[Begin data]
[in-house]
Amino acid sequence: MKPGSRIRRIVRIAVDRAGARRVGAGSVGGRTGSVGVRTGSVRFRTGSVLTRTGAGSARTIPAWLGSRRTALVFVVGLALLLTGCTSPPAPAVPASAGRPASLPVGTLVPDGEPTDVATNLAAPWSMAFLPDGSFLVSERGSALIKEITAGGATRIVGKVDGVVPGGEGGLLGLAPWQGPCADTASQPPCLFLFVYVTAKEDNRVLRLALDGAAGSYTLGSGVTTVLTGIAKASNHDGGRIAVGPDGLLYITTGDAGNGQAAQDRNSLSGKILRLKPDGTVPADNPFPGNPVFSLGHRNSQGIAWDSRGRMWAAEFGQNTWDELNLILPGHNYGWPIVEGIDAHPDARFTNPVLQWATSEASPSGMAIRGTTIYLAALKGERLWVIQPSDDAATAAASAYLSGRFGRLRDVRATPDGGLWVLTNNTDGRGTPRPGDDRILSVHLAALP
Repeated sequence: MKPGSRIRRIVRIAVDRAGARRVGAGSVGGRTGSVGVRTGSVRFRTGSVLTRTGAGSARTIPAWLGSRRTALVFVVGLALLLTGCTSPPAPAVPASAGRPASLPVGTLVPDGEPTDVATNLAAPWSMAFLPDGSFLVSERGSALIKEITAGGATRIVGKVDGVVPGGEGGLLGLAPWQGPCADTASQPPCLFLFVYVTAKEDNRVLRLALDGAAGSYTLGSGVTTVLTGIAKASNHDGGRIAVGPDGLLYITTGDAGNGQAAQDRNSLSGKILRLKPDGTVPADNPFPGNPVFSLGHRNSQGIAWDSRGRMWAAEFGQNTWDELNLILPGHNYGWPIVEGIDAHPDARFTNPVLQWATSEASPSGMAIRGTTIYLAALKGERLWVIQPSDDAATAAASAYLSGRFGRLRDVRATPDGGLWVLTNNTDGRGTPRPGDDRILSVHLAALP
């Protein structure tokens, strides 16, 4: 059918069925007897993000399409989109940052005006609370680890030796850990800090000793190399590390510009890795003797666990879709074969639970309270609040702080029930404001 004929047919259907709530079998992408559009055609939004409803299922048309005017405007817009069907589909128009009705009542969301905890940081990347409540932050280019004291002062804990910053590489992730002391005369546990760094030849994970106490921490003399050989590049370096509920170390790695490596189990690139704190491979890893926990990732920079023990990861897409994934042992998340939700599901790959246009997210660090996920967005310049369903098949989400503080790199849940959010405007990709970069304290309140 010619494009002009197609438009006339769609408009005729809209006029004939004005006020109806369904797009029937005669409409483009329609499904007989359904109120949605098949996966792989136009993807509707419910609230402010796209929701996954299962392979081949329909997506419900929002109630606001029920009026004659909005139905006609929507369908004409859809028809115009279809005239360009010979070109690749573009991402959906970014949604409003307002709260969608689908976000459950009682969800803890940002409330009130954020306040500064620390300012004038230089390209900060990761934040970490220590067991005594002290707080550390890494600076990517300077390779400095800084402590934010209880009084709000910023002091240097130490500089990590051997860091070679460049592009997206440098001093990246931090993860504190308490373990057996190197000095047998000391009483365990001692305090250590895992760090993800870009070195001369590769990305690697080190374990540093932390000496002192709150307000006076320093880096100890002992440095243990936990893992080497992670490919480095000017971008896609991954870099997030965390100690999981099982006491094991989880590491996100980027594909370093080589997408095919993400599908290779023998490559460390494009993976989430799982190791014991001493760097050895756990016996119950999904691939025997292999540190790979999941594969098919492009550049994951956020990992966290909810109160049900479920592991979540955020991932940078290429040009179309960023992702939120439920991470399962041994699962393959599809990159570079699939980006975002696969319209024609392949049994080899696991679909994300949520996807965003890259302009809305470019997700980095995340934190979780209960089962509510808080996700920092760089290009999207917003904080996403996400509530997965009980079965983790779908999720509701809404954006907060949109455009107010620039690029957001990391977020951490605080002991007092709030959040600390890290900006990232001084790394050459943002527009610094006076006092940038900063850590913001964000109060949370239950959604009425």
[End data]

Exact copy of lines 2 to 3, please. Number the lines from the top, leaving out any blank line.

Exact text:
Amino acid sequence: MKPGSRIRRIVRIAVDRAGARRVGAGSVGGRTGSVGVRTGSVRFRTGSVLTRTGAGSARTIPAWLGSRRTALVFVVGLALLLTGCTSPPAPAVPASAGRPASLPVGTLVPDGEPTDVATNLAAPWSMAFLPDGSFLVSERGSALIKEITAGGATRIVGKVDGVVPGGEGGLLGLAPWQGPCADTASQPPCLFLFVYVTAKEDNRVLRLALDGAAGSYTLGSGVTTVLTGIAKASNHDGGRIAVGPDGLLYITTGDAGNGQAAQDRNSLSGKILRLKPDGTVPADNPFPGNPVFSLGHRNSQGIAWDSRGRMWAAEFGQNTWDELNLILPGHNYGWPIVEGIDAHPDARFTNPVLQWATSEASPSGMAIRGTTIYLAALKGERLWVIQPSDDAATAAASAYLSGRFGRLRDVRATPDGGLWVLTNNTDGRGTPRPGDDRILSVHLAALP
Repeated sequence: MKPGSRIRRIVRIAVDRAGARRVGAGSVGGRTGSVGVRTGSVRFRTGSVLTRTGAGSARTIPAWLGSRRTALVFVVGLALLLTGCTSPPAPAVPASAGRPASLPVGTLVPDGEPTDVATNLAAPWSMAFLPDGSFLVSERGSALIKEITAGGATRIVGKVDGVVPGGEGGLLGLAPWQGPCADTASQPPCLFLFVYVTAKEDNRVLRLALDGAAGSYTLGSGVTTVLTGIAKASNHDGGRIAVGPDGLLYITTGDAGNGQAAQDRNSLSGKILRLKPDGTVPADNPFPGNPVFSLGHRNSQGIAWDSRGRMWAAEFGQNTWDELNLILPGHNYGWPIVEGIDAHPDARFTNPVLQWATSEASPSGMAIRGTTIYLAALKGERLWVIQPSDDAATAAASAYLSGRFGRLRDVRATPDGGLWVLTNNTDGRGTPRPGDDRILSVHLAALP